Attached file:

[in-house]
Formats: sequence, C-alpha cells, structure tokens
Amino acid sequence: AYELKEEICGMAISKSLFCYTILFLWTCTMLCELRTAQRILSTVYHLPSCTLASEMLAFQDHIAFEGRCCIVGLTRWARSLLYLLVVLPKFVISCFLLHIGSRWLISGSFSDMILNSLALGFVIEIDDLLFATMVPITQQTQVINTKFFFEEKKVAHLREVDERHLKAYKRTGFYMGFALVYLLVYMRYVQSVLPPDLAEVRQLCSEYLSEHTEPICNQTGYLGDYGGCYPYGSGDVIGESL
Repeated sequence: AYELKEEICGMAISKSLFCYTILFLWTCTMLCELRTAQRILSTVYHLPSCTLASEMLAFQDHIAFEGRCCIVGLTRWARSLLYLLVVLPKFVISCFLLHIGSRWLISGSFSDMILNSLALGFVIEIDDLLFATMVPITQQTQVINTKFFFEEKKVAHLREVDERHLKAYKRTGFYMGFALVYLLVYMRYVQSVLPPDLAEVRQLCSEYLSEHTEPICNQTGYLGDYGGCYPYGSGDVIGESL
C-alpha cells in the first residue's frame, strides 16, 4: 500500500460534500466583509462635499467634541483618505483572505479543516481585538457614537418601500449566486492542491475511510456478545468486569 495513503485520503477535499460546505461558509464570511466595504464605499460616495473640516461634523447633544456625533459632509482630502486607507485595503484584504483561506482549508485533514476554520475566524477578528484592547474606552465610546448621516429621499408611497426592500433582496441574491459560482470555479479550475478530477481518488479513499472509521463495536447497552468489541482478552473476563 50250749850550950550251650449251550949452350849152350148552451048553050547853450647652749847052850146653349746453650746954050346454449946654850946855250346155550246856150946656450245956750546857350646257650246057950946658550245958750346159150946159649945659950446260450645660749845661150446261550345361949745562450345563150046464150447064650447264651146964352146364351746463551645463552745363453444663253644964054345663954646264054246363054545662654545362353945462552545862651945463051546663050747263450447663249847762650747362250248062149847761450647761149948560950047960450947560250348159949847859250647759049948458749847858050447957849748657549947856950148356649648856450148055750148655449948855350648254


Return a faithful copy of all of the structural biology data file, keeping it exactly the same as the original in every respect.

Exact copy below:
[in-house]
Formats: sequence, C-alpha cells, structure tokens
Amino acid sequence: AYELKEEICGMAISKSLFCYTILFLWTCTMLCELRTAQRILSTVYHLPSCTLASEMLAFQDHIAFEGRCCIVGLTRWARSLLYLLVVLPKFVISCFLLHIGSRWLISGSFSDMILNSLALGFVIEIDDLLFATMVPITQQTQVINTKFFFEEKKVAHLREVDERHLKAYKRTGFYMGFALVYLLVYMRYVQSVLPPDLAEVRQLCSEYLSEHTEPICNQTGYLGDYGGCYPYGSGDVIGESL
Repeated sequence: AYELKEEICGMAISKSLFCYTILFLWTCTMLCELRTAQRILSTVYHLPSCTLASEMLAFQDHIAFEGRCCIVGLTRWARSLLYLLVVLPKFVISCFLLHIGSRWLISGSFSDMILNSLALGFVIEIDDLLFATMVPITQQTQVINTKFFFEEKKVAHLREVDERHLKAYKRTGFYMGFALVYLLVYMRYVQSVLPPDLAEVRQLCSEYLSEHTEPICNQTGYLGDYGGCYPYGSGDVIGESL
C-alpha cells in the first residue's frame, strides 16, 4: 500500500460534500466583509462635499467634541483618505483572505479543516481585538457614537418601500449566486492542491475511510456478545468486569 495513503485520503477535499460546505461558509464570511466595504464605499460616495473640516461634523447633544456625533459632509482630502486607507485595503484584504483561506482549508485533514476554520475566524477578528484592547474606552465610546448621516429621499408611497426592500433582496441574491459560482470555479479550475478530477481518488479513499472509521463495536447497552468489541482478552473476563 50250749850550950550251650449251550949452350849152350148552451048553050547853450647652749847052850146653349746453650746954050346454449946654850946855250346155550246856150946656450245956750546857350646257650246057950946658550245958750346159150946159649945659950446260450645660749845661150446261550345361949745562450345563150046464150447064650447264651146964352146364351746463551645463552745363453444663253644964054345663954646264054246363054545662654545362353945462552545862651945463051546663050747263450447663249847762650747362250248062149847761450647761149948560950047960450947560250348159949847859250647759049948458749847858050447957849748657549947856950148356649648856450148055750148655449948855350648254